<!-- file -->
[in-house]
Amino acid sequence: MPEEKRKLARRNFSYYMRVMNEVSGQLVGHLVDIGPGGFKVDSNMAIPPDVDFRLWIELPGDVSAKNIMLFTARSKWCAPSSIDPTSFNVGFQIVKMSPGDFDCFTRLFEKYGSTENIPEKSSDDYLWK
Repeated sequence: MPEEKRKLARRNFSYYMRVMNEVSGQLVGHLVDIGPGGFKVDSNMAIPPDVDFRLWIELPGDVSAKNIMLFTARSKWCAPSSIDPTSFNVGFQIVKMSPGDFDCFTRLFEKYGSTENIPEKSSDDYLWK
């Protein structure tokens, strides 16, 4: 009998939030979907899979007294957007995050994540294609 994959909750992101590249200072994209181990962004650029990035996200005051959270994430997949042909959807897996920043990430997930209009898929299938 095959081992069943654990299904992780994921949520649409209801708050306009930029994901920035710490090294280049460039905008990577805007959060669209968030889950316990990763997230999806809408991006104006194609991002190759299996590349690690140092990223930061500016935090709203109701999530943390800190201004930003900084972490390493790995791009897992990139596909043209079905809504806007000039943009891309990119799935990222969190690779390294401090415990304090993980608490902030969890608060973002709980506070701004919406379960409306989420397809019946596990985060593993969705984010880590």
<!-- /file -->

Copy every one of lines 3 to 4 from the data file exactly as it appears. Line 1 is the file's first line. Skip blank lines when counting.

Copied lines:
Repeated sequence: MPEEKRKLARRNFSYYMRVMNEVSGQLVGHLVDIGPGGFKVDSNMAIPPDVDFRLWIELPGDVSAKNIMLFTARSKWCAPSSIDPTSFNVGFQIVKMSPGDFDCFTRLFEKYGSTENIPEKSSDDYLWK
């Protein structure tokens, strides 16, 4: 009998939030979907899979007294957007995050994540294609 994959909750992101590249200072994209181990962004650029990035996200005051959270994430997949042909959807897996920043990430997930209009898929299938 095959081992069943654990299904992780994921949520649409209801708050306009930029994901920035710490090294280049460039905008990577805007959060669209968030889950316990990763997230999806809408991006104006194609991002190759299996590349690690140092990223930061500016935090709203109701999530943390800190201004930003900084972490390493790995791009897992990139596909043209079905809504806007000039943009891309990119799935990222969190690779390294401090415990304090993980608490902030969890608060973002709980506070701004919406379960409306989420397809019946596990985060593993969705984010880590």